The con­struc­tion of the Burns Wa­ter­way Har­bor in 1967 be­gan trap­ping sand on the east side of the break­wa­ters, ac­cord­ing to the In­di­ana Depart­ment of Nat­u­ral Re­sources, “cre­at­ing sand starved con­di­tions,” and re­sult­ing “in ero­sion and loss of the beaches and sand dunes on the Og­den Dunes shore­line.”

In a 1960 re­port from the Army Corps, of­fi­cials said the Port of In­di­ana would lead to an­nual ero­sion of the shore­line west of the har­bor. Just how much was sig­nif­i­cantly un­der­es­ti­mated, ac­cord­ing to later Army Corps re­ports.

Cary Troy, an as­so­ciate pro­fes­sor of civil en­gi­neer­ing at Pur­due Uni­ver­sity, said you can think of the shore­line as a con­veyor belt — “where as long as what you’re los­ing is equal to what you’re gain­ing in terms of the sand mov­ing along the coast, you won’t have ero­sion, even if the rates of the trans­port of sand along the coast are very high.”

The nat­u­ral move­ment of sed­i­ment leads sand to the mid­dle of In­di­ana at the south­ern­most point, Troy said.

“But as soon as you put in a bar­rier,” Troy said, “you dis­rupt that con­veyor belt, and that will lead to a pile up, or a loss of sand, de­pend­ing on what side of the bar­rier you’re on.”

Up un­til 2015, sand from dredg­ing was oc­ca­sion­ally used to re­plen­ish beaches in the Og­den Dunes area. Dredg­ing ac­tiv­i­ties have been lim­ited in re­cent years due to high lake lev­els, ac­cord­ing to the In­di­ana nat­u­ral re­sources depart­ment. But res­i­dents said even be­fore 2015, there wasn’t enough sand be­ing placed on the beach.

Now, the town wants to re­in­force walls up to 25 feet from lot lines and place rock revet­ments. Ac­cord­ing to the law­suit, the Army Corps and Park Ser­vice have failed to com­ply with state and fed­eral reg­u­la­tions that pro­vide “that Og­den Dunes is an area where ero­sion rates have been in­creased by man-made struc­tures and as such, is ex­empt from the ‘let na­ture take its course’ phi­los­o­phy.”

But there’s a patch­work of own­er­ship and con­trol­ling in­ter­ests. While Og­den Dunes owns the beach, the state of In­di­ana holds the land from the wa­ter’s edge to the or­di­nary high wa­ter mark in trust for the cit­i­zens of In­di­ana, ac­cord­ing to the Depart­ment of Nat­u­ral Re­sources. The Army Corps has con­trol over the wa­ter’s sur­face, but the Park Ser­vice has ju­ris­dic­tion within its prop­erty bound­ary — and reg­u­lates the area be­tween the high wa­ter mark out 300 feet, ac­cord­ing to Labovitz.

“You can fight about who owns it, re­ally,” Meis­ter said. “But there are stake­hold­ers who have dif­fer­ent goals.”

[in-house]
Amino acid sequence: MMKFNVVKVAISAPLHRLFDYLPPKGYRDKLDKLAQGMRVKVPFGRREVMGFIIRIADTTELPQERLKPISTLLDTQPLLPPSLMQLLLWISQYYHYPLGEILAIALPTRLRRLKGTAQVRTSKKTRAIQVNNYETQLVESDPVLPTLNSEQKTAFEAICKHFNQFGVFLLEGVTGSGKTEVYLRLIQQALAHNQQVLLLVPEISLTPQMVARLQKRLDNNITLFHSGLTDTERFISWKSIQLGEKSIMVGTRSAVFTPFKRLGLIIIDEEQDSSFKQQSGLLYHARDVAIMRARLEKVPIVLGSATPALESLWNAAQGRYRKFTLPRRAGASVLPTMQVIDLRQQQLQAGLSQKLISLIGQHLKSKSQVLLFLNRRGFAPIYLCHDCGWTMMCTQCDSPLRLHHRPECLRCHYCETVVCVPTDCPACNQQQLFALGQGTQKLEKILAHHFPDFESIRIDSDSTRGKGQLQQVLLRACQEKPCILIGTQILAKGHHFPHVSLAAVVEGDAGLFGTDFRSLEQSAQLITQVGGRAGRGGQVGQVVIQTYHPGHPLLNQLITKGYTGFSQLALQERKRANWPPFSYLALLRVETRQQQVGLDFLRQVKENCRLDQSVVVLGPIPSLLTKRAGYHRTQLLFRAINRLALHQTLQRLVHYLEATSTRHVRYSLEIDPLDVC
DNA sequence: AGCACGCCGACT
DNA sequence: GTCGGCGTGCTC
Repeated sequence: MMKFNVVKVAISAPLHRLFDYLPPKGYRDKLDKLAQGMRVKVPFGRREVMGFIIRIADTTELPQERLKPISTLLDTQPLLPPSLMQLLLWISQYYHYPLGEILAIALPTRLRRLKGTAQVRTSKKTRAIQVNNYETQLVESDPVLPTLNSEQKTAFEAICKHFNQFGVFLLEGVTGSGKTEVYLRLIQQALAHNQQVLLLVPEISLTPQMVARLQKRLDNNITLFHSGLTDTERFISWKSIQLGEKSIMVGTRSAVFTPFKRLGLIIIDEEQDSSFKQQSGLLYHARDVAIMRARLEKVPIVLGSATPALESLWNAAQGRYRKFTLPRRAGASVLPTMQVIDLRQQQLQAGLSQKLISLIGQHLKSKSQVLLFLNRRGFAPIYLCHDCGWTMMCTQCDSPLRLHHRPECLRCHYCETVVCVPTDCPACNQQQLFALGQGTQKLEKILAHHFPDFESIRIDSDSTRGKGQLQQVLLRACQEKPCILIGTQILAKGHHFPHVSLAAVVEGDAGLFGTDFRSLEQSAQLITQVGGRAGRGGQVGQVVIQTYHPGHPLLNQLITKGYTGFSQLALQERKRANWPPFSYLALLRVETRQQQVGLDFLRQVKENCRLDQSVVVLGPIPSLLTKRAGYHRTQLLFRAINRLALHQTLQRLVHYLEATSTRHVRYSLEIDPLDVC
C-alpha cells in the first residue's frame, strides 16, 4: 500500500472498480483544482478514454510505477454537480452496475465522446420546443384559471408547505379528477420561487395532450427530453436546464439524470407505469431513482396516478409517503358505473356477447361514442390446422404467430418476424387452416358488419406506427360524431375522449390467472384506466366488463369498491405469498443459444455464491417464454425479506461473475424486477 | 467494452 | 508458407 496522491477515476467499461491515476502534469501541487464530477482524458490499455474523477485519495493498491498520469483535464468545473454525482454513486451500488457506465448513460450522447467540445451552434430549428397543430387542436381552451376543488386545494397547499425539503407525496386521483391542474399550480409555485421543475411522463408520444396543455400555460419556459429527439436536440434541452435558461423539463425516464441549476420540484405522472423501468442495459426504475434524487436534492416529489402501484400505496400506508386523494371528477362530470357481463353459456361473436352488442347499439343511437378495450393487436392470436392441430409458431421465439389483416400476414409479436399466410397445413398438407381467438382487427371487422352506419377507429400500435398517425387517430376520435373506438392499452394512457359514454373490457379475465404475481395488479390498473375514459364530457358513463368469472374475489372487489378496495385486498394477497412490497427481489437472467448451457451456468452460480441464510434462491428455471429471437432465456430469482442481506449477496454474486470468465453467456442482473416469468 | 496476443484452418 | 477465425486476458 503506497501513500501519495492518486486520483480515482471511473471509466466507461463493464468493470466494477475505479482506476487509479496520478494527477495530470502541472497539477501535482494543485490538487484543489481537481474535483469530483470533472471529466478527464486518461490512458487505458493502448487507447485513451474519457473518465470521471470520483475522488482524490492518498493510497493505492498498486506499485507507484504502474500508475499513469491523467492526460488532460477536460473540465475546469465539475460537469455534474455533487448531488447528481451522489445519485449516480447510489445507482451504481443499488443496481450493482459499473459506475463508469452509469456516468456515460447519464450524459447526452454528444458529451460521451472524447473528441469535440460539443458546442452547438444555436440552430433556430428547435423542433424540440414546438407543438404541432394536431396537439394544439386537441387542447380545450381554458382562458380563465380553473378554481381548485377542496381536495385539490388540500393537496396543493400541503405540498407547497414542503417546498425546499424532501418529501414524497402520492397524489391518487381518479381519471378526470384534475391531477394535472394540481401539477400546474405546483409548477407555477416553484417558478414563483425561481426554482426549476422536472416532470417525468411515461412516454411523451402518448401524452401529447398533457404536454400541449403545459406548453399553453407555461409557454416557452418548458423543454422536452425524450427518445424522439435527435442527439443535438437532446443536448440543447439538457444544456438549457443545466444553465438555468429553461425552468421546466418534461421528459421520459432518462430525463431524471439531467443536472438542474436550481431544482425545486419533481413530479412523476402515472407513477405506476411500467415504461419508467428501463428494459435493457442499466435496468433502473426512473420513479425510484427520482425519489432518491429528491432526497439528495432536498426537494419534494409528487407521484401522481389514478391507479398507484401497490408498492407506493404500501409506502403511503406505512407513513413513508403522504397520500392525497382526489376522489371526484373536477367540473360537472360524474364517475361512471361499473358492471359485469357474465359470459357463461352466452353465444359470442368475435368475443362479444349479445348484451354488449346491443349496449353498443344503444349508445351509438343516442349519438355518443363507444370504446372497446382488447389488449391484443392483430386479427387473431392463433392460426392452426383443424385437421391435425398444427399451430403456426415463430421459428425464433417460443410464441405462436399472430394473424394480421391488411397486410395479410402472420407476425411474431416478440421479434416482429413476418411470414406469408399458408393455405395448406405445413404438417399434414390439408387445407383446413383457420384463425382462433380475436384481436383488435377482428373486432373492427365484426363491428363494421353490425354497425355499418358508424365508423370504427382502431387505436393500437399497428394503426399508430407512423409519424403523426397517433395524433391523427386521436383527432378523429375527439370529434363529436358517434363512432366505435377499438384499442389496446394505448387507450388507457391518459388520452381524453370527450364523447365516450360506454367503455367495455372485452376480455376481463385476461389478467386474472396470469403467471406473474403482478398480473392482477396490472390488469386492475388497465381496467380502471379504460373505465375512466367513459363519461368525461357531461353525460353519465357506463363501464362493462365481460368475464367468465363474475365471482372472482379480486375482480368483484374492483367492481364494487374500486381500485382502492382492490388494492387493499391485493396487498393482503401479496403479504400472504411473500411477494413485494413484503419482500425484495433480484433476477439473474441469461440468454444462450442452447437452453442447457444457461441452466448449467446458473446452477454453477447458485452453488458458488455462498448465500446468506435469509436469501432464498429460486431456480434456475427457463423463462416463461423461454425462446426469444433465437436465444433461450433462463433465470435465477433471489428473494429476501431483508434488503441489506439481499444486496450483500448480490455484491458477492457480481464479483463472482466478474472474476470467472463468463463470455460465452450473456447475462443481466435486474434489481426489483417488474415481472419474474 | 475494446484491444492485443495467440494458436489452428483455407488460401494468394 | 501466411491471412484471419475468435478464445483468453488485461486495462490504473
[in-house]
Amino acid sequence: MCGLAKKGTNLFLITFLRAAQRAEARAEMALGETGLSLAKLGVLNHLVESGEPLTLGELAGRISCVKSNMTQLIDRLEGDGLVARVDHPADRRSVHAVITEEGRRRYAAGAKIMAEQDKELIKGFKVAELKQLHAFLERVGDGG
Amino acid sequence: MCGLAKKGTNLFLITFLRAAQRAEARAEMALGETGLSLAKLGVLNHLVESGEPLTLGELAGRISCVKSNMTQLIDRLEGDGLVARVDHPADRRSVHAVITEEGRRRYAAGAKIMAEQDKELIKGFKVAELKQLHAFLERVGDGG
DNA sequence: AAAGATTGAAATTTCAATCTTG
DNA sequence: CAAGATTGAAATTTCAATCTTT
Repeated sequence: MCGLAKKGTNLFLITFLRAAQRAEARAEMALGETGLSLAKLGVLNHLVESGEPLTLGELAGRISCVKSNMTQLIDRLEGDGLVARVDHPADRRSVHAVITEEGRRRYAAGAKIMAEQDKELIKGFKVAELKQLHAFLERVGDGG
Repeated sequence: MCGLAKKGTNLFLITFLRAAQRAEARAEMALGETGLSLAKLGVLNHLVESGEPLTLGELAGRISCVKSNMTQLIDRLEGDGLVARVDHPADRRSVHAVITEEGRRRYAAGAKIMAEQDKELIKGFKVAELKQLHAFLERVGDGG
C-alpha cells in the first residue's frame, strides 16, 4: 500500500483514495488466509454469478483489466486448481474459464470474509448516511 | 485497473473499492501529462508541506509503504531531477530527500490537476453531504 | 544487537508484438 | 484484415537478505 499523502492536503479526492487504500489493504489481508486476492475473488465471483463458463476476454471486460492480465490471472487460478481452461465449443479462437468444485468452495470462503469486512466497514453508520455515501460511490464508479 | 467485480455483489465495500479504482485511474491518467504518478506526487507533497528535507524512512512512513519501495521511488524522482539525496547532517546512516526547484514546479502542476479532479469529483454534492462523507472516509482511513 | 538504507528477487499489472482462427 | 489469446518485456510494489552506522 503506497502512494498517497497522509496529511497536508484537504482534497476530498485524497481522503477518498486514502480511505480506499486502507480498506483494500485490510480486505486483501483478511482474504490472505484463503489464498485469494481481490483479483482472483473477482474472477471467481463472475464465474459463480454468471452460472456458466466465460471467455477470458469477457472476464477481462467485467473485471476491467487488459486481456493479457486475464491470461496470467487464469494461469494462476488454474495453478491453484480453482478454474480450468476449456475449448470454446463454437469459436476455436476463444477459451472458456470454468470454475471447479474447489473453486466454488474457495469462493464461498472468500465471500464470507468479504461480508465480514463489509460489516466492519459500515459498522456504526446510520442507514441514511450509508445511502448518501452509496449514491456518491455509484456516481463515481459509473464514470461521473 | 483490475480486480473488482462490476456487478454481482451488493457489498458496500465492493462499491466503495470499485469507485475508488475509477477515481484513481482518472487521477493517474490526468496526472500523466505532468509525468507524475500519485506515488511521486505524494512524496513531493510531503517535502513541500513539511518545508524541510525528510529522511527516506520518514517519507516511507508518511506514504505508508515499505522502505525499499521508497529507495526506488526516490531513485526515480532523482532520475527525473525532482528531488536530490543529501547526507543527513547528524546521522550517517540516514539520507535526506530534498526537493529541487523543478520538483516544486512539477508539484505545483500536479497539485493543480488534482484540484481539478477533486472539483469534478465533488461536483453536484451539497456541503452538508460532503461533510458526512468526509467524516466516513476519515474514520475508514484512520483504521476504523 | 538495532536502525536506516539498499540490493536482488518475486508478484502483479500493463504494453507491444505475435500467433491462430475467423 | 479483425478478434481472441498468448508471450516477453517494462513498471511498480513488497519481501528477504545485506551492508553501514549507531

‘Go­ing storm to storm’

Lorelei Weimer, ex­ec­u­tive di­rec­tor of In­di­ana Dunes Tourism, said the ex­tent of ero­sion dam­age be­came ap­par­ent a few years ago when a wheel­chair-ac­ces­si­ble ramp at the Portage Lake­front and River­walk area, one of the new­est ad­di­tions to In­di­ana Dunes Na­tional Park, landed in the wa­ter.

“And we re­al­ized we’ve got some is­sues go­ing on,” Weimer said.

In Novem­ber 2018, drone footage of the Portage lake­front showed a dune that could po­ten­tially be breached. Weimer said there was hope the dune could be pro­tected.

“We wanted to make sure peo­ple un­der­stood we were not cry­ing wolf,” said Weimer, who ad­vo­cated for months at the state­house to se­cure fund­ing for a study of the shore­line and beach nour­ish­ment. “And the re­al­ity of it is this past Novem­ber, that dune breached. And so now you’ve got this pav­il­ion that’s sit­ting on this lit­tle is­land, and we’re cer­tainly hop­ing that it’s not go­ing to fall in the wa­ter.”

In nearby Bev­erly Shores, which was af­fected by the Michi­gan City Har­bor, most homes were wiped out decades ago, and now “the lake is lap­ping at the road that’s be­hind,” said Geof Ben­son, the pres­i­dent of the Bev­erly Shores Town Coun­cil.

Be­tween 2012 and 2019, Bev­erly Shores’ beach lost about 3,000 dump trucks of sand, ac­cord­ing to Troy.

Bev­erly Shores is work­ing with the Park Ser­vice, which owns the dam­aged land ad­ja­cent to the road.

“We’re not su­ing them,” Ben­son said. “That’s the big­gest dif­fer­ence.”

Seawalls with­out revet­ments are fail­ing, Ben­son said. There are talks about mov­ing the Florida Trop­i­cal House, fea­tured in Chicago’s 1933 World’s Fair, as wa­ter en­croaches. The town has reached out to get quotes on what it would take to safe­guard the road, which houses util­i­ties. That could mean more debt.

“Maybe if some­body ever gets around to an emer­gency dec­la­ra­tion, we might make some of it back,” he said.

Gov. Eric Hol­comb signed an ex­ec­u­tive or­der in prepa­ra­tion for a dec­la­ra­tion, and a web­site was cre­ated to re­port dam­age. But some res­i­dents are frus­trated the state hasn’t de­clared an emer­gency.